Butterflies feeding on Erysimum ‘Bowles’ Mauve,
video 1:15 with gentle background music, try 720p HD quality.

What would your ‘Plant of the Centenary’ be? Head over to Veg Plotting to join in 🙂

This post was published by Shirley for shirls gardenwatch in March 2013.

15 thoughts on “My Plant of the Centenary

  1. I am not familiar with this plant. It is beautiful and the way you describe it makes me want to hunt down a plant or two to try.

  2. A lovely plant Shirley. I find my garden soil a but too much for this beauty. I've tried it on a couple of occasions. In the short time it survives its certainly very attractive to numerous insects.
    Great choice of plants!

  3. I have two bowles that are humongous! It is so difficult to keep them under control…so I made cuttings…now I've got to get the courage to remove the parents! Perhaps I will have to find another place of them…I can't toss them out! This is their 2nd or 3rd year…non stop!!

  4. Don't think this plant is available over here, and news to me, there was a perennial wall flower. Thanks Shirl, will do some research!!

    Beautiful photos and video.

    As for tulips…after flowering, allow to dryout under the soil ..like under a maple tree whose roots suck most of the soil from the ground…they don't like much wet after they flower. Only advice I can offer except for the usual. I think, Ballerina would go beautiful with your Bowles.;-)

  5. I was given some prunings of this plant in the Autumn which I potted up and they now have buds forming. Can't wait to plant out and brighten up the garden.

  6. Hi Shirley – thanks for joining in 🙂

    I love this perennial wallflower too. Mine lasts 3-4 years, but manages to flower constantly during that time, so I don't mind replacing it. My background pic on my PC is a photo of this flower with a humming bird hawk moth dancing attendance. I hope we'll have a warm enough summer soon so I have this visitor again.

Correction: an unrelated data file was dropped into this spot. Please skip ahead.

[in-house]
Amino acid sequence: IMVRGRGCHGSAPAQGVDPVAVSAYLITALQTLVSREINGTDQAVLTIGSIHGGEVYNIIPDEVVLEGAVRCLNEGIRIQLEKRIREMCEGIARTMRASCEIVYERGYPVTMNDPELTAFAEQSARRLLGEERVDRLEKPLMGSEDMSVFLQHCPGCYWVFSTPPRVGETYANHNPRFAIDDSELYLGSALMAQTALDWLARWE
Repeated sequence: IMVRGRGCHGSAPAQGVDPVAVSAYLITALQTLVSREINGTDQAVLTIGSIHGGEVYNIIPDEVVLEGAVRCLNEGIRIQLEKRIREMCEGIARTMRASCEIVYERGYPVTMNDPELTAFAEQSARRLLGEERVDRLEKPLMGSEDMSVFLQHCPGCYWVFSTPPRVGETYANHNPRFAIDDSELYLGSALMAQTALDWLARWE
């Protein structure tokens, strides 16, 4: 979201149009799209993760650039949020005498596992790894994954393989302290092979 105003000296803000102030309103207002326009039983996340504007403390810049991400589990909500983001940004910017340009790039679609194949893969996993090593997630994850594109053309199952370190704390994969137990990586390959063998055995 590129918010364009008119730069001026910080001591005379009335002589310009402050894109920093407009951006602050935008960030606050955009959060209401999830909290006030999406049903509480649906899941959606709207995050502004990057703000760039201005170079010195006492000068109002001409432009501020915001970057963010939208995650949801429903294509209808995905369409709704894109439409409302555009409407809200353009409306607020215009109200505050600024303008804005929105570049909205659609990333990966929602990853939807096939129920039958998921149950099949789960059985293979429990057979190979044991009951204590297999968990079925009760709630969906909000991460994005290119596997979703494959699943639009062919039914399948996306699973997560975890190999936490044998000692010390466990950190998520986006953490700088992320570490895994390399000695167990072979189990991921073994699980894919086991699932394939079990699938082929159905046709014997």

I've thoroughly enjoyed your 5 questions (though I thought I'd left a comment, must have imagined it) and seeing how your garden has changed from pre-blog until now. I don't think mine has changed as dramatically as yours and I didn't have the photos to illustrate my changes, so I dipped out on that one!

    It's been a lot of fun having these memes to chase away the winter blues. I already have an idea for next year, which I've noted down so it doesn't get forgotten 🙂

    And a HUGE thank you for Following t'blog 😀

  7. Hi Shirl, you've chosen a great plant but I don't think it qualifies as it was named after Bowles in 1854 so not an introduction from the last century. Christina

  8. You have 'talked up you book' fantastically well and your pictures are superb and very convincing! I do find its achilles heal really is the fact that old plants do not age graciously! I agree about taking cuttings. I often root my own by sticking little bundles direct in the ground in late September. I have found over the years that they reliably root.

  9. I always think of England when I think of wallflowers. I have tried growing some, but I can't say I was very successful. I just love the name wallflower, and yours is quite pretty. It will be fun to find out which plant the experts decide upon!

  10. Good choice! Hard to imagine a harder working plant really. I've not got any here, something I really must rectify, it will be perfect for the border of the kitchen garden where it will draw in the pollinators. I also really like the idea of seeing it with "Ballerina", which is my favourite tulip. Mmm….